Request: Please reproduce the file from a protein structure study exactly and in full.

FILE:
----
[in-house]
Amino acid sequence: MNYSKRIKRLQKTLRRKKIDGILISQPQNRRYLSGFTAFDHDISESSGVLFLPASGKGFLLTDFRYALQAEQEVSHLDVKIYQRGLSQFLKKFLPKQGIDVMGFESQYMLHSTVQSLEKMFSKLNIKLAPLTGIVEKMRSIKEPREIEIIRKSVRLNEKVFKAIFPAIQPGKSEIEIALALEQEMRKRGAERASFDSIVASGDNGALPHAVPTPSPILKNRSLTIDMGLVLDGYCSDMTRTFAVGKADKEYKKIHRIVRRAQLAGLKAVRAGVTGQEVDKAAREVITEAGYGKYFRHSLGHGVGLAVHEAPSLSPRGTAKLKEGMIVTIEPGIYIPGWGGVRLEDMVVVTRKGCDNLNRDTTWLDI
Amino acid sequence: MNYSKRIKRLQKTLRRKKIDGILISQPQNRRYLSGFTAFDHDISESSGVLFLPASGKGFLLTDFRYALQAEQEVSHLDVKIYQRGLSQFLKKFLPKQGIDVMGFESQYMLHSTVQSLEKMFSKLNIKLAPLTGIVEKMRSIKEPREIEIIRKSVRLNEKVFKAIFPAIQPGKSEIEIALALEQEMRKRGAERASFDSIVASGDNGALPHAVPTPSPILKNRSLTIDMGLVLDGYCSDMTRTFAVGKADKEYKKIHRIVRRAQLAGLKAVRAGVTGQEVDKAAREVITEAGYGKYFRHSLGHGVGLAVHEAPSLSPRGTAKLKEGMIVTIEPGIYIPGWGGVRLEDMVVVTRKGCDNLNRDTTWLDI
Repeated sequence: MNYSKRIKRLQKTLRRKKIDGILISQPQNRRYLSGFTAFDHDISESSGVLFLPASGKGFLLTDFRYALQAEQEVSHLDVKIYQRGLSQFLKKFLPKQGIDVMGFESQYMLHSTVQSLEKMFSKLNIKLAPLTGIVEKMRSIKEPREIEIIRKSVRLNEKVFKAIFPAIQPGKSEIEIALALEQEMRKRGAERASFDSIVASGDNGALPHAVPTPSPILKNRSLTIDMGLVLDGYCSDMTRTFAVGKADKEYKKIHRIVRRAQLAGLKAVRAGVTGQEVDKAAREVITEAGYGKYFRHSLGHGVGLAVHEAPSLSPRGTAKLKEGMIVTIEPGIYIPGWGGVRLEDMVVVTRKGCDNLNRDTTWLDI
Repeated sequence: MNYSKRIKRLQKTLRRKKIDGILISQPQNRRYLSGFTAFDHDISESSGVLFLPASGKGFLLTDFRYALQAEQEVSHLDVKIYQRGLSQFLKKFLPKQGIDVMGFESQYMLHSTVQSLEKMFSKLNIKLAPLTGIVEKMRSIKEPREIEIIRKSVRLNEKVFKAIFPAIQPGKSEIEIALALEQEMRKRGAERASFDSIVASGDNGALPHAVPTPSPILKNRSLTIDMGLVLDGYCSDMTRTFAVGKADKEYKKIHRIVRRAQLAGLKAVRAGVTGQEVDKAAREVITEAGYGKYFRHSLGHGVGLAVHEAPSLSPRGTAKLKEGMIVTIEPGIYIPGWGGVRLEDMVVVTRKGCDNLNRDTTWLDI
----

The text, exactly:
[in-house]
Amino acid sequence: MNYSKRIKRLQKTLRRKKIDGILISQPQNRRYLSGFTAFDHDISESSGVLFLPASGKGFLLTDFRYALQAEQEVSHLDVKIYQRGLSQFLKKFLPKQGIDVMGFESQYMLHSTVQSLEKMFSKLNIKLAPLTGIVEKMRSIKEPREIEIIRKSVRLNEKVFKAIFPAIQPGKSEIEIALALEQEMRKRGAERASFDSIVASGDNGALPHAVPTPSPILKNRSLTIDMGLVLDGYCSDMTRTFAVGKADKEYKKIHRIVRRAQLAGLKAVRAGVTGQEVDKAAREVITEAGYGKYFRHSLGHGVGLAVHEAPSLSPRGTAKLKEGMIVTIEPGIYIPGWGGVRLEDMVVVTRKGCDNLNRDTTWLDI
Amino acid sequence: MNYSKRIKRLQKTLRRKKIDGILISQPQNRRYLSGFTAFDHDISESSGVLFLPASGKGFLLTDFRYALQAEQEVSHLDVKIYQRGLSQFLKKFLPKQGIDVMGFESQYMLHSTVQSLEKMFSKLNIKLAPLTGIVEKMRSIKEPREIEIIRKSVRLNEKVFKAIFPAIQPGKSEIEIALALEQEMRKRGAERASFDSIVASGDNGALPHAVPTPSPILKNRSLTIDMGLVLDGYCSDMTRTFAVGKADKEYKKIHRIVRRAQLAGLKAVRAGVTGQEVDKAAREVITEAGYGKYFRHSLGHGVGLAVHEAPSLSPRGTAKLKEGMIVTIEPGIYIPGWGGVRLEDMVVVTRKGCDNLNRDTTWLDI
Repeated sequence: MNYSKRIKRLQKTLRRKKIDGILISQPQNRRYLSGFTAFDHDISESSGVLFLPASGKGFLLTDFRYALQAEQEVSHLDVKIYQRGLSQFLKKFLPKQGIDVMGFESQYMLHSTVQSLEKMFSKLNIKLAPLTGIVEKMRSIKEPREIEIIRKSVRLNEKVFKAIFPAIQPGKSEIEIALALEQEMRKRGAERASFDSIVASGDNGALPHAVPTPSPILKNRSLTIDMGLVLDGYCSDMTRTFAVGKADKEYKKIHRIVRRAQLAGLKAVRAGVTGQEVDKAAREVITEAGYGKYFRHSLGHGVGLAVHEAPSLSPRGTAKLKEGMIVTIEPGIYIPGWGGVRLEDMVVVTRKGCDNLNRDTTWLDI
Repeated sequence: MNYSKRIKRLQKTLRRKKIDGILISQPQNRRYLSGFTAFDHDISESSGVLFLPASGKGFLLTDFRYALQAEQEVSHLDVKIYQRGLSQFLKKFLPKQGIDVMGFESQYMLHSTVQSLEKMFSKLNIKLAPLTGIVEKMRSIKEPREIEIIRKSVRLNEKVFKAIFPAIQPGKSEIEIALALEQEMRKRGAERASFDSIVASGDNGALPHAVPTPSPILKNRSLTIDMGLVLDGYCSDMTRTFAVGKADKEYKKIHRIVRRAQLAGLKAVRAGVTGQEVDKAAREVITEAGYGKYFRHSLGHGVGLAVHEAPSLSPRGTAKLKEGMIVTIEPGIYIPGWGGVRLEDMVVVTRKGCDNLNRDTTWLDI